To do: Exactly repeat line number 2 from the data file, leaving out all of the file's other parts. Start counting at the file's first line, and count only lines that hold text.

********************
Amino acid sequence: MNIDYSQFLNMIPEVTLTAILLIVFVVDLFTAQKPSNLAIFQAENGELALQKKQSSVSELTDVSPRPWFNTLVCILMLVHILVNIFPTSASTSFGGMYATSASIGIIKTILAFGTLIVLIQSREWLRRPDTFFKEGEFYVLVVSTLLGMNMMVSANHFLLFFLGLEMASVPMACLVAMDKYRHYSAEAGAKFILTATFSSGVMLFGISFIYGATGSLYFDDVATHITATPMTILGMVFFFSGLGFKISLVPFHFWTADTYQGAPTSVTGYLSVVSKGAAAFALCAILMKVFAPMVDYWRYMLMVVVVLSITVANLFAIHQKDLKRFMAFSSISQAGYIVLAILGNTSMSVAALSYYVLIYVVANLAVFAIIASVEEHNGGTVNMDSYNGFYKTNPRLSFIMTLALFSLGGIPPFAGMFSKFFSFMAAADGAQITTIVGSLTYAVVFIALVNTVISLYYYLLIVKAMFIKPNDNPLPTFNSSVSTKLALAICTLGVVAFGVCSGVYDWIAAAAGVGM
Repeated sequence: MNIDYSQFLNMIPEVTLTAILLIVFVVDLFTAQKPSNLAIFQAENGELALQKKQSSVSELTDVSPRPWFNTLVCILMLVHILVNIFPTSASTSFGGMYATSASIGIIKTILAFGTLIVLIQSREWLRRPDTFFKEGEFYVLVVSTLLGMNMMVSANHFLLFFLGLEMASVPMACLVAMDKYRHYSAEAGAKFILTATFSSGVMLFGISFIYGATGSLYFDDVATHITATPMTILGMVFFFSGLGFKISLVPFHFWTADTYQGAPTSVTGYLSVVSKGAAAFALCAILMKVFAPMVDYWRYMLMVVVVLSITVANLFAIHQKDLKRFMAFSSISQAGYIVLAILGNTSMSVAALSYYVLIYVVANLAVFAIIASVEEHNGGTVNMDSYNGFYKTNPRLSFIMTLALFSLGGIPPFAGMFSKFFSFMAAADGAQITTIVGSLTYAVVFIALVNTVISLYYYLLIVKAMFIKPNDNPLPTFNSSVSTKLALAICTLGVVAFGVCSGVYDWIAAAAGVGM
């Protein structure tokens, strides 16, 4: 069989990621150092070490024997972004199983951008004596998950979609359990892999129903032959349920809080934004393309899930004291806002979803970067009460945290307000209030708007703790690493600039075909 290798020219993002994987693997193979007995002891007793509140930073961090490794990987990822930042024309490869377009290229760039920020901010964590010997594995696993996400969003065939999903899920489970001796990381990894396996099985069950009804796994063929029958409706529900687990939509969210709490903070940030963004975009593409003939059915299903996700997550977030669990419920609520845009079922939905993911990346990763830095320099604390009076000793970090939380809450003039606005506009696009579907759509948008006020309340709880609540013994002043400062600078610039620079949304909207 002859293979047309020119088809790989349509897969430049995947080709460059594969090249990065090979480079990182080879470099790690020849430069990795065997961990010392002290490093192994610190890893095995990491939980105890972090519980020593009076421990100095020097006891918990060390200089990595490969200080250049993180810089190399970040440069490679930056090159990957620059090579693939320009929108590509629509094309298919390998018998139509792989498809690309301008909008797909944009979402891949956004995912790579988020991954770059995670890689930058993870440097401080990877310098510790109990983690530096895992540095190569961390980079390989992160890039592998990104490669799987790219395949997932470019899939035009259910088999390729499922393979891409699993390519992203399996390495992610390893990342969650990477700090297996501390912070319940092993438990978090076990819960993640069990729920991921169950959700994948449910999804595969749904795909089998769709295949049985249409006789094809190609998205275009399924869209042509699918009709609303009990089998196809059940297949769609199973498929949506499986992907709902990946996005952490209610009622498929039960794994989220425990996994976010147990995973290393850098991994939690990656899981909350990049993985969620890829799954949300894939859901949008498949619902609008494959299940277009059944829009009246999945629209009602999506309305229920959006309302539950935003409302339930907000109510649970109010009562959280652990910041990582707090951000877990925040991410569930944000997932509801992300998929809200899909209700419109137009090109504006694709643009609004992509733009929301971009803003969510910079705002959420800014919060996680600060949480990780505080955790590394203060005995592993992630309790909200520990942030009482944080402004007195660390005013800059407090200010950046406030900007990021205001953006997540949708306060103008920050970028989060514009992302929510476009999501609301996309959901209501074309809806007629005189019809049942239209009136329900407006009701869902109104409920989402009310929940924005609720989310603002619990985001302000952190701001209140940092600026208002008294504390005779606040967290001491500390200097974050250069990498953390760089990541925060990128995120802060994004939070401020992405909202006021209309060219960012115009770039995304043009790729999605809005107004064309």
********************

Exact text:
Repeated sequence: MNIDYSQFLNMIPEVTLTAILLIVFVVDLFTAQKPSNLAIFQAENGELALQKKQSSVSELTDVSPRPWFNTLVCILMLVHILVNIFPTSASTSFGGMYATSASIGIIKTILAFGTLIVLIQSREWLRRPDTFFKEGEFYVLVVSTLLGMNMMVSANHFLLFFLGLEMASVPMACLVAMDKYRHYSAEAGAKFILTATFSSGVMLFGISFIYGATGSLYFDDVATHITATPMTILGMVFFFSGLGFKISLVPFHFWTADTYQGAPTSVTGYLSVVSKGAAAFALCAILMKVFAPMVDYWRYMLMVVVVLSITVANLFAIHQKDLKRFMAFSSISQAGYIVLAILGNTSMSVAALSYYVLIYVVANLAVFAIIASVEEHNGGTVNMDSYNGFYKTNPRLSFIMTLALFSLGGIPPFAGMFSKFFSFMAAADGAQITTIVGSLTYAVVFIALVNTVISLYYYLLIVKAMFIKPNDNPLPTFNSSVSTKLALAICTLGVVAFGVCSGVYDWIAAAAGVGM